They grill hamburgers, onions, fish cakes, pineapple slices in the backyard and the food is so good. Mrs. Yee surely knows how to prepare all the ingredients. At first everybody is very interested in what Mr. Yee has to say. He tells one anecdote after another, to his own amusement and to the delight of his audience. However soon everybody realizes that he’s only interested in food.
At first the guests are quite polite towards their host, but after a while the fatigue about food topics set in and the guests start to block Goh Yee’s attempt to talk about food. Realizing the general attitude, Goh doesn’t back down. If anything, it perks him up. He fights to drag other people’s topic back to food.
For a while there’s a tug of war going on. His guests are doing their best to talk about the pandemic, children’s school, where to go to find the best hairdresser for Asian hair in New Jersey, soccer games. Goh Yee, the host, tries to talk about planning a group trip for saltwater fishing and where to go to pick fresh peaches. However people are deliberately not showing interest in him, which drives Goh a little mad.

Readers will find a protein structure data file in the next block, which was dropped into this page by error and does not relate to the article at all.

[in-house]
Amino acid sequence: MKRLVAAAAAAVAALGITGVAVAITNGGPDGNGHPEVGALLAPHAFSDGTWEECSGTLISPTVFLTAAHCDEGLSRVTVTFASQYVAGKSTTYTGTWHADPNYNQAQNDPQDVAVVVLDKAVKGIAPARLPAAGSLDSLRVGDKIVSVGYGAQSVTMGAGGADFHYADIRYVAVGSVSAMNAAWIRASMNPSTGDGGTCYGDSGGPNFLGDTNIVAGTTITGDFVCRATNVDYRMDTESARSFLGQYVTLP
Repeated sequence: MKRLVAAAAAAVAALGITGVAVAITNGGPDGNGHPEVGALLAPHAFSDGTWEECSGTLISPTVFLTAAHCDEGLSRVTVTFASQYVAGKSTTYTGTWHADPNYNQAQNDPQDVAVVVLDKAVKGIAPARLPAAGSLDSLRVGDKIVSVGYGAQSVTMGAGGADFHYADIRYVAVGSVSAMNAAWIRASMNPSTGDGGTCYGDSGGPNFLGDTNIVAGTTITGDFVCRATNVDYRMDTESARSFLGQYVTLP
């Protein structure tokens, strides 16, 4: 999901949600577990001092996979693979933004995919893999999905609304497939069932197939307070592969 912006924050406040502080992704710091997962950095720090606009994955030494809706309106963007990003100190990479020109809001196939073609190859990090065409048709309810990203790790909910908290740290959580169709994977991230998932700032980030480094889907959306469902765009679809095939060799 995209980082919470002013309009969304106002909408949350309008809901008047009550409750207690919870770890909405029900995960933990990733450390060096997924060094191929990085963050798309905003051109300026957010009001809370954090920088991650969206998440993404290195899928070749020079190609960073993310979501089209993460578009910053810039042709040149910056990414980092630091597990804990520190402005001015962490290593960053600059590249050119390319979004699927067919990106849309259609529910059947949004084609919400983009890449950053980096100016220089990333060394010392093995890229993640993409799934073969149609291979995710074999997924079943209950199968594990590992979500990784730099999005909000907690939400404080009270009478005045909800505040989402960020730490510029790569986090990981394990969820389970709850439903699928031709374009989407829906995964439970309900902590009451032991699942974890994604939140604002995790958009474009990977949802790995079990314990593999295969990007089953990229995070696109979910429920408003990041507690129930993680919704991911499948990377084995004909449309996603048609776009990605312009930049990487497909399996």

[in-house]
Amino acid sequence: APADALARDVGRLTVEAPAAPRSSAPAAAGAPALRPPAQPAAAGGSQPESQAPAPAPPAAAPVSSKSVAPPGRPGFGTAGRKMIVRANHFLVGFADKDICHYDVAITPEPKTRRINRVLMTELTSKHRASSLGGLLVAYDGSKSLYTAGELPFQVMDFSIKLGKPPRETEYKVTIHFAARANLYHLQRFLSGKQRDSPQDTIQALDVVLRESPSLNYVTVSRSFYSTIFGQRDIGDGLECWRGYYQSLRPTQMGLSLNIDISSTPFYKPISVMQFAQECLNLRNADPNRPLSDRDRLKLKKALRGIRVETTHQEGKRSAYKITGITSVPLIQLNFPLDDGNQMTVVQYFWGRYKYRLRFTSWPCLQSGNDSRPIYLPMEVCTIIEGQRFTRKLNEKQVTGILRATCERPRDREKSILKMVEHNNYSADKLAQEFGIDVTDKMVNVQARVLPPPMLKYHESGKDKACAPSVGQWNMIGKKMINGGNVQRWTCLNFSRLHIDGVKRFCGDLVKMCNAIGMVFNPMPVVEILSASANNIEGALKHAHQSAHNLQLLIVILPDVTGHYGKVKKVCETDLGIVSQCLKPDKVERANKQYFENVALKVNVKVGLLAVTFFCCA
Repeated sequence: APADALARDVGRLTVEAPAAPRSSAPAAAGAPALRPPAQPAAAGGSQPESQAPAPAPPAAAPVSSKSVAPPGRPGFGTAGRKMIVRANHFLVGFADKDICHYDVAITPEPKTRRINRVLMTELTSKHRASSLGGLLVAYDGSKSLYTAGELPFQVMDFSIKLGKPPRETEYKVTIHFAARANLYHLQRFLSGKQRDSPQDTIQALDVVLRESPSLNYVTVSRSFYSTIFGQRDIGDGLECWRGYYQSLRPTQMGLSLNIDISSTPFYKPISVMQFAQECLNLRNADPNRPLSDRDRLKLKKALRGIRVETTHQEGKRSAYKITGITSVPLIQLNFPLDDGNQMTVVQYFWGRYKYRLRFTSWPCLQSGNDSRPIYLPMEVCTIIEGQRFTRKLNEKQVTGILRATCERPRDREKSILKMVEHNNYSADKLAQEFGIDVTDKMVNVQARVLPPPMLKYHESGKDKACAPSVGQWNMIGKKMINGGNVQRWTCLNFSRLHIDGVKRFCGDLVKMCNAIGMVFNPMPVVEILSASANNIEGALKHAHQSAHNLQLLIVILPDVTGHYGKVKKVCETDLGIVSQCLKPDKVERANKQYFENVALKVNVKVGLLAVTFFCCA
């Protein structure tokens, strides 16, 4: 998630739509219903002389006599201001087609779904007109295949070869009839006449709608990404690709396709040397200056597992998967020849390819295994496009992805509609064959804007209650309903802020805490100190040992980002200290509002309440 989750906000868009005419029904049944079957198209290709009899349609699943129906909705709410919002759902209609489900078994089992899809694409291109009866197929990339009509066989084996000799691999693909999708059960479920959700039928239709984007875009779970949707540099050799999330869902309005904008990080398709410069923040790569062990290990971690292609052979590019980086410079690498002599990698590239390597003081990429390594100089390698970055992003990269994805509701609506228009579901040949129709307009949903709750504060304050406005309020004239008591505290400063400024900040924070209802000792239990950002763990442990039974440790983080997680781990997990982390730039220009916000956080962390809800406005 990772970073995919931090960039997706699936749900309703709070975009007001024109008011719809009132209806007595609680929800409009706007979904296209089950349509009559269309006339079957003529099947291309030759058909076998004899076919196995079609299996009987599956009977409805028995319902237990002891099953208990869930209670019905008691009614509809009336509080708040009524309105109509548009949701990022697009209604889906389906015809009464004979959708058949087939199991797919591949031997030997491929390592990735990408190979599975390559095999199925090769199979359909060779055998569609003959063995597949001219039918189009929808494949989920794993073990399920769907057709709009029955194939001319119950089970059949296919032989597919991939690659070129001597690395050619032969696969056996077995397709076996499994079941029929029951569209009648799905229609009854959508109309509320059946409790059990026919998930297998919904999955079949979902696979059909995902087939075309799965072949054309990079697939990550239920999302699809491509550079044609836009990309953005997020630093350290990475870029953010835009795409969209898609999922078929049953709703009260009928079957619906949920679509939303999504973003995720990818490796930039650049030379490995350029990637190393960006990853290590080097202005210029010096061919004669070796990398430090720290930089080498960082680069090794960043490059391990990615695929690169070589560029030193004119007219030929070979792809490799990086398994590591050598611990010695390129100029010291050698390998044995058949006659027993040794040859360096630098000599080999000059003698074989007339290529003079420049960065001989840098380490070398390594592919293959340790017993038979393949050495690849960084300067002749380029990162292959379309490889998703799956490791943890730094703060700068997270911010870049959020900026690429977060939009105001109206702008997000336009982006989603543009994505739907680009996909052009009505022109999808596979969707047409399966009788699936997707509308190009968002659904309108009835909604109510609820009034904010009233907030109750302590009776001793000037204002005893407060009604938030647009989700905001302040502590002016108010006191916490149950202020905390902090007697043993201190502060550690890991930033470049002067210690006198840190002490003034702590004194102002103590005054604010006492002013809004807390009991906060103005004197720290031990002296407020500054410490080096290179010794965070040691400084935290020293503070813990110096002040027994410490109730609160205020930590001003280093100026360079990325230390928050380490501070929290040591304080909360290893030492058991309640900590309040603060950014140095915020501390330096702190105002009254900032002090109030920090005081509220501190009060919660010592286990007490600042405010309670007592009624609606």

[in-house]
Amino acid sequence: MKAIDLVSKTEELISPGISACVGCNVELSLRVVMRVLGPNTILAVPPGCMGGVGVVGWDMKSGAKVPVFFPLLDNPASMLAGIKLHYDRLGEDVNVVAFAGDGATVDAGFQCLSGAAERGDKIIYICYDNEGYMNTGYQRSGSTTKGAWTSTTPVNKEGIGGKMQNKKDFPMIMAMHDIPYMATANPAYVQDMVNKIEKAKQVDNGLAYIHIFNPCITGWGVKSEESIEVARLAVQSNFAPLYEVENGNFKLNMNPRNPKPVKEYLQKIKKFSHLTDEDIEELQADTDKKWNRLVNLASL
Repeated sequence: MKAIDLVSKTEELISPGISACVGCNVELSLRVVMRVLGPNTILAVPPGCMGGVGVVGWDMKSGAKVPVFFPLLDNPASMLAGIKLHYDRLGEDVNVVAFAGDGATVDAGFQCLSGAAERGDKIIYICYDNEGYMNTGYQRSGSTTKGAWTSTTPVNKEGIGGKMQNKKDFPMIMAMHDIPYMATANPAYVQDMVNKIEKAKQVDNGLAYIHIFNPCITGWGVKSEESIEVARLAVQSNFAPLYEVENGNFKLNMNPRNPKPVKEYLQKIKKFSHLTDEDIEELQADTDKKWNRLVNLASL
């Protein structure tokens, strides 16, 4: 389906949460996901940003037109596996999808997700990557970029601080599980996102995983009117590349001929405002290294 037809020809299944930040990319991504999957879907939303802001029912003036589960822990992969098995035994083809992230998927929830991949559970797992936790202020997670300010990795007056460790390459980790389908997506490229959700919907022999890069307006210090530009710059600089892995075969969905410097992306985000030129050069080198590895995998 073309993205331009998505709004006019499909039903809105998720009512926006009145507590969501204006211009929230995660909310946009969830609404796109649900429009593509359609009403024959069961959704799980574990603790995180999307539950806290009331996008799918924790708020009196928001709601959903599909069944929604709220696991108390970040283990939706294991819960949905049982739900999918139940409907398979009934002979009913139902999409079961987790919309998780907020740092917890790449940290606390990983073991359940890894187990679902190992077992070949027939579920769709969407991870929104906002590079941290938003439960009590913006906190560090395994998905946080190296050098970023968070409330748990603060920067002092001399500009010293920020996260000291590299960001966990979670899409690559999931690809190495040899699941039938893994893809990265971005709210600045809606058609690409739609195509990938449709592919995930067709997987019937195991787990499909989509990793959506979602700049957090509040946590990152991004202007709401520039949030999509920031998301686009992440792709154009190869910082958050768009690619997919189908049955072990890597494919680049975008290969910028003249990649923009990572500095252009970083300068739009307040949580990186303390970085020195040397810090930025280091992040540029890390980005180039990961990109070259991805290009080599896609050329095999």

After a while, Goh discovers an opportunity. His 12-year-old son Loong is talking with Lulu, the acknowledged scholar among them, about American Revolution. Goh budges in and says,
“The American Revolution starts from tea leaves, you know?” Goh says.
“Yes, but that’s just a symbol. The Revolution is not about food and drinks.” Lulu says to discourage Goh’s food talk.
“But I don’t believe the revolutionists really dumped the tea leaves. Like what you said, it is a symbol. They just dumped the empty tea chests and carried the tea leaves back home. It’s insane to dump precious tea leaves. I just don’t believe it.” Goh says, who can’t be easily discouraged.
Nobody responds to him and after a brief pause, people are set to go back to talk about other things. Goh is a little desperate in his attempt to attract people’s attention and he says,
“Do you know what kind of food those American revolutionaries ate?” Goh asks. “Anybody knows?”
Now he gets the attention of all his six guests. Goh smiles triumphantly. And he asks the question again, but nobody can answer.
“What do you mean? They ate meat and vegetables and bread. I guess.” People are bewildered.
“Meat and vegetable? That’s too general. I am asking for the specific kind. So you don’t know. You don’t know what kind of food they ate.” Goh says. And with an exaggerated gesture, he pours himself a new cup of rice wine.
Now all eyes are on him and he starts to enjoy himself.
“Now let me tell you. And listen carefully. They ate organic food.” Goh says and gulps down the rice wine, which tastes better than any cup he has ever drunk before.